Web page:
In a 2006 interview with Outside, Hill defended Boukreev's decisions on Everest and attacked the media and various authors and journalists who covered the disaster in a defamatory light saying that "most of what was reported in 1996 was prejudiced, sensationalist, and overblown—thrilling fiction at best—but not journalism."[18] Boukreev was given an award for heroism by the Alpine Club and defended by Hill in his 1997 book, The Climb: Tragic Ambitions on Everest, which was at least partly a response to Krakauer's account in which he had laid some of the blame for the disaster on Boukreev, Hill and a few others.

In the August issue of Vogue that same year, Hill wrote about the whole experience and went into detail about her long history as a climber and her passion for mountain climbing that developed since a young age.[5] She talked about the difficulties she experienced during her climbs of the Seven Summits and about the real dangers she experienced during her final climb of Everest.[5]

The 1997 TV movie Into Thin Air: Death on Everest, based on Krakauer's book, stars Peter Horton, Nathaniel Parker and Richard Jenkins, with Pamela Gien playing the role of Sandy Hill.[19]

Hill was interviewed in the 2008 documentary film Storm Over Everest by David Breashears, which was aired on the PBS program Frontline on May 13, 2008.[16][17]

Books[edit]

Hill is the main author of the 2007 book Fandango: Recipes, Parties, and License to Make Magic. The book talks about Sandy Hill's lifestyle and includes various recipes that were co-authored by Stephanie Valentine and advice on how to decorate and host, using 18 parties that Hill designed and hosted as examples.[20] The book received praise from The New York Times and other authors.

Hill released her second book, Mountain: Portraits of High Places, in October 2011. The book is a compilation of photographs and art with rarely seen images from prominent nature photographers, including Galen Rowell, Peter Beard, Ansel Adams, and Frank Smythe.[21]

References[edit]

  1. ^ "Statistics of 7 summits climber Hill (Pittman)". Retrieved December 4, 2011. 
  2. ^ a b c d e Haskell, Rob (February 26, 2006). "The Talk; Sandy's Excellent Adventure". The New York Times. Retrieved 20 September 2011. 
  3. ^ a b Dowling, Claudia Glenn (May 14, 2001). "After Everest". People 55 (19). Retrieved 2 September 2011. 
  4. ^ "The women Summiters on Everest (1975-2004)". Everest History. Retrieved 2 September 2011. 
  5. ^ a b c d e f g Columbia, David Patrick. "Sandy Hill Pittman". The List. New York Social Diary. Retrieved 20 September 2011.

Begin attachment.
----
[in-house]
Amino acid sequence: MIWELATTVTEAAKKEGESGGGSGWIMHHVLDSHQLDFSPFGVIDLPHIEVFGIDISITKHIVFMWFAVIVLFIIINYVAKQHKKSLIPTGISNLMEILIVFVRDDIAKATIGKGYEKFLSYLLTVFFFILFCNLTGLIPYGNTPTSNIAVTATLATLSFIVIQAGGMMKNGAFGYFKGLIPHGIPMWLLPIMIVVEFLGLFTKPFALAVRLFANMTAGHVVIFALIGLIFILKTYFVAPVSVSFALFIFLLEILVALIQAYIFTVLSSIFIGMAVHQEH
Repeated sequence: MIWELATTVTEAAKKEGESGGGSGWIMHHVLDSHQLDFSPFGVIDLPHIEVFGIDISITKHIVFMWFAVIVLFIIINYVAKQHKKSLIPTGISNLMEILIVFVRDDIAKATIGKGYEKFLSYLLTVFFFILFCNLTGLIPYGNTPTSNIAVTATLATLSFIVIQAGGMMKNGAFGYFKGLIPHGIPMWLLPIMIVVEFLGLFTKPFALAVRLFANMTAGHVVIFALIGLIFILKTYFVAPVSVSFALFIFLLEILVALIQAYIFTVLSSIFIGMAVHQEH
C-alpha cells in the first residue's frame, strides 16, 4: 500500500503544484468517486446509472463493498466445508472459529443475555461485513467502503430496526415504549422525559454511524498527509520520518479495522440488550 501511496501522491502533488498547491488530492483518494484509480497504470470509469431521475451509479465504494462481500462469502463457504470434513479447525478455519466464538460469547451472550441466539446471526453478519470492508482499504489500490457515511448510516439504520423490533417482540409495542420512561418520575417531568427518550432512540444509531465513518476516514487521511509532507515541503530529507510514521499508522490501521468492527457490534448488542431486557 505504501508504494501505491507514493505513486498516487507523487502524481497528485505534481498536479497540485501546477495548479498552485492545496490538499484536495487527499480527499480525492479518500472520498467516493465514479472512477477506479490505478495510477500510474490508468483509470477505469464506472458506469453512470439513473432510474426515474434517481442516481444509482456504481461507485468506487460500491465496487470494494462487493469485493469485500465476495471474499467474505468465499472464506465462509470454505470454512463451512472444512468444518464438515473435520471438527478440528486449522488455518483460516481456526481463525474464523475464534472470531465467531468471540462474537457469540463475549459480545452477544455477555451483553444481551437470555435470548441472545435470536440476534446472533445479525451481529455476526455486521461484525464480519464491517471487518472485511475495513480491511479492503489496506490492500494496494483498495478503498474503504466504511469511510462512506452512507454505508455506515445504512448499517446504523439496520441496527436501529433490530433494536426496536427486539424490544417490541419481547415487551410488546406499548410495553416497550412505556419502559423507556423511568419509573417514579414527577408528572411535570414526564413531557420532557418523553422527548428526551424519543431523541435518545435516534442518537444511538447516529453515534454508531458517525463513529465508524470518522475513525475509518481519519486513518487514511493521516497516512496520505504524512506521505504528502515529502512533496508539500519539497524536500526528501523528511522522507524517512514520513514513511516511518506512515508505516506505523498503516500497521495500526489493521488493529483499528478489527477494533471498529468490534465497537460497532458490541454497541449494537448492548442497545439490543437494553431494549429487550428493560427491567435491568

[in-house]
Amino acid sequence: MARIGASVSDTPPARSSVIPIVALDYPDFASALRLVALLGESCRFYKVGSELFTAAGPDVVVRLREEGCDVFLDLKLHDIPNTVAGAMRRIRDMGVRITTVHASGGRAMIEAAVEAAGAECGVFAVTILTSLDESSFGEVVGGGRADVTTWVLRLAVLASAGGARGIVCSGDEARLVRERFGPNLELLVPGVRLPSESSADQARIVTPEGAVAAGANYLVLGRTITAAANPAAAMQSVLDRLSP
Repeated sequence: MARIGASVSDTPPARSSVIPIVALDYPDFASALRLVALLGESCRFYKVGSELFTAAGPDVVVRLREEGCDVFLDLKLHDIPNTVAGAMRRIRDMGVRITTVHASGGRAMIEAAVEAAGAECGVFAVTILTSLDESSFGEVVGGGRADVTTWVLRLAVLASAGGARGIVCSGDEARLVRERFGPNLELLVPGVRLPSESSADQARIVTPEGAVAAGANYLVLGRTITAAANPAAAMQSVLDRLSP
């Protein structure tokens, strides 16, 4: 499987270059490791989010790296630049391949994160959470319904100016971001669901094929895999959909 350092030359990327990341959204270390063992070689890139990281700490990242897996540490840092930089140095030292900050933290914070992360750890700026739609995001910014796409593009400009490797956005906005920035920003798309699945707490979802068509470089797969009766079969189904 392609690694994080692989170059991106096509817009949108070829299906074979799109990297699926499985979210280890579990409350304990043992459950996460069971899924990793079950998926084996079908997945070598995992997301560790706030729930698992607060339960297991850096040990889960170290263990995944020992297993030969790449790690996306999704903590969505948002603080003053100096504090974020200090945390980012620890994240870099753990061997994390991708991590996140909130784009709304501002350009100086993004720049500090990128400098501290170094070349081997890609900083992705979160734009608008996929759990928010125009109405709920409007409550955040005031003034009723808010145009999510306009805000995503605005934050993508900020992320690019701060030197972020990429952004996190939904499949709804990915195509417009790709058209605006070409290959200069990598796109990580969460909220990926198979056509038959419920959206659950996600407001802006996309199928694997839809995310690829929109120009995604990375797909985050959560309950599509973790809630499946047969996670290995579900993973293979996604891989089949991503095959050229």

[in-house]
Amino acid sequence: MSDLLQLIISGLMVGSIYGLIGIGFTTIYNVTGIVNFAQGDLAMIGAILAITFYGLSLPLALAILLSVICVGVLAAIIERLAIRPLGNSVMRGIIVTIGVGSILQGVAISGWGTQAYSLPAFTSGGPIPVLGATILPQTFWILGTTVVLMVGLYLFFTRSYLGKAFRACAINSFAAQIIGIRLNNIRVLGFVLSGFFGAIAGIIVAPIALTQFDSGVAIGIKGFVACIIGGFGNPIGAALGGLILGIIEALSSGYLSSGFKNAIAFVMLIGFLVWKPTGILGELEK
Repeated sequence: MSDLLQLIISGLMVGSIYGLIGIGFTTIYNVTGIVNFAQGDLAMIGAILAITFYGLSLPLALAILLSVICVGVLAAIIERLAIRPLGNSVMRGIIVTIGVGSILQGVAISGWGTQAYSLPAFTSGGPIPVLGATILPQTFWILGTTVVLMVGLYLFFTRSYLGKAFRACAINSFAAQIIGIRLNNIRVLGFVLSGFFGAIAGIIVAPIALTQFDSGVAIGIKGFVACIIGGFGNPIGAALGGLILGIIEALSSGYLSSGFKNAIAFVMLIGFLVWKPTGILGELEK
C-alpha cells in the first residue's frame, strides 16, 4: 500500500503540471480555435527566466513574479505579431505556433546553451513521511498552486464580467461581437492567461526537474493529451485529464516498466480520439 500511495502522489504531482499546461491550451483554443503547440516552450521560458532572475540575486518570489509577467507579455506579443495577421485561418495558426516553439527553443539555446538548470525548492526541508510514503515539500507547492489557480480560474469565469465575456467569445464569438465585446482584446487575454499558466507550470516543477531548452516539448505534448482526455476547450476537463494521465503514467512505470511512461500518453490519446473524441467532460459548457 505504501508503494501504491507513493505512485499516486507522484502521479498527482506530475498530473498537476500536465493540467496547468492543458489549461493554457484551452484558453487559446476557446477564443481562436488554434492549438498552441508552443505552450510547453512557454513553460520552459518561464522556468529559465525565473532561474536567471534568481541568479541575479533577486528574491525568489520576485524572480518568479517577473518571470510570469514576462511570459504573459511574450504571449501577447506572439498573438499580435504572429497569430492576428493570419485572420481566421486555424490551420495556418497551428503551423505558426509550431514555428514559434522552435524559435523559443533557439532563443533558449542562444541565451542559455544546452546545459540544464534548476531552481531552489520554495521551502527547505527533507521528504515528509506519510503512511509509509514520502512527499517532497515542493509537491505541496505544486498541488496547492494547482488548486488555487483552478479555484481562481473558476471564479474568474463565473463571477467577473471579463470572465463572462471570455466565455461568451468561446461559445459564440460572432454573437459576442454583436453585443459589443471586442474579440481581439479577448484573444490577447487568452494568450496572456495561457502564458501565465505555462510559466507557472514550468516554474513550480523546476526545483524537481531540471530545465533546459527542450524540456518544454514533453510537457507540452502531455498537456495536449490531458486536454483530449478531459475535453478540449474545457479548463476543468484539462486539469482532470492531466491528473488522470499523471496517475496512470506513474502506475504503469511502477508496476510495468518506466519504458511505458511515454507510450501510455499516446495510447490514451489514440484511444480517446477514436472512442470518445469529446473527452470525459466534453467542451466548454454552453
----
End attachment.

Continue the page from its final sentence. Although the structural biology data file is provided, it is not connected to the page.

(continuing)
6. ^ a b c Coleman, Chrisena (22 May 1996). "She's Climbing Back Everest Survivor's Next Stop Is Home". Daily News (New York). Retrieved 20 September 2011. 
  7. ^ a b In re Marriage of Hill & Dittmer, 202 Cal. App. 4th 1046 (Cal. App. 2d Dist. 2011).
  8. ^ Rob Buchanan (May 2003). "Slave to the Quest". Outside Magazine. 
  9. ^ a b Losee, Stephanie (28 March 2008). "Return to Thin Air — Without Jon Krakauer?". Huffington Post by Stephanie Losee. Retrieved 19 September 2011. 
  10. ^ David Van Biema, John Colmey, Meenakshi Ganguly, Jennifer Mattos, Simon Robinson (May 27, 1996). "Death Storm on Everest". Time Magazine. Retrieved 20 September 2011. 
  11. ^ Burns, John F. (May 14, 1996). "Everest Takes Worst Toll, Refusing to Become Stylish". The New York Times. Retrieved 20 September 2011. 
  12. ^ a b "Everest summiter Sandy Hill Pittman". Everest News. Retrieved 20 September 2011. 
  13. ^ Krakauer, Jon (1999). Into Thin Air: A Personal Account of the Mt. Everest Disaster. New York: Anchor Books/Doubleday. ISBN 978-0-385-49478-6. 
  14. ^ Rowell, Galen (May 29, 1997). The Wall Street Journal http://www.pauldeegan.com/expeditions/the_climb_review.pdf |url= missing title (help). Retrieved 26 September 2011. 
  15. ^ "A Case of Altitude Chicness?". The Daily Beast. Retrieved 20 September 2011. 
  16. ^ a b "Storm Over Everest". PBS. Retrieved 26 September 2011. 
  17. ^ a b Jaffe, Matt (May 13, 2008). "New Everest Doc Goes Beyond 'Into Thin Air'". ABC News. Retrieved 26 September 2011. 
  18. ^ "The 1996 Expedition". PBS. Retrieved 26 September 2011. 
  19. ^ "Into Thin Air: Death on Everest". IMDb. Retrieved 20 September 2011. 
  20. ^ Hill, Sandy (2007). Fandango: Recipes, parties, and license to make magic. Artisian. ISBN 978-1-57965-338-5. 
  21. ^ "Mountain: Portraits of High Places". Rizzoliusa. Retrieved 28 September 2011.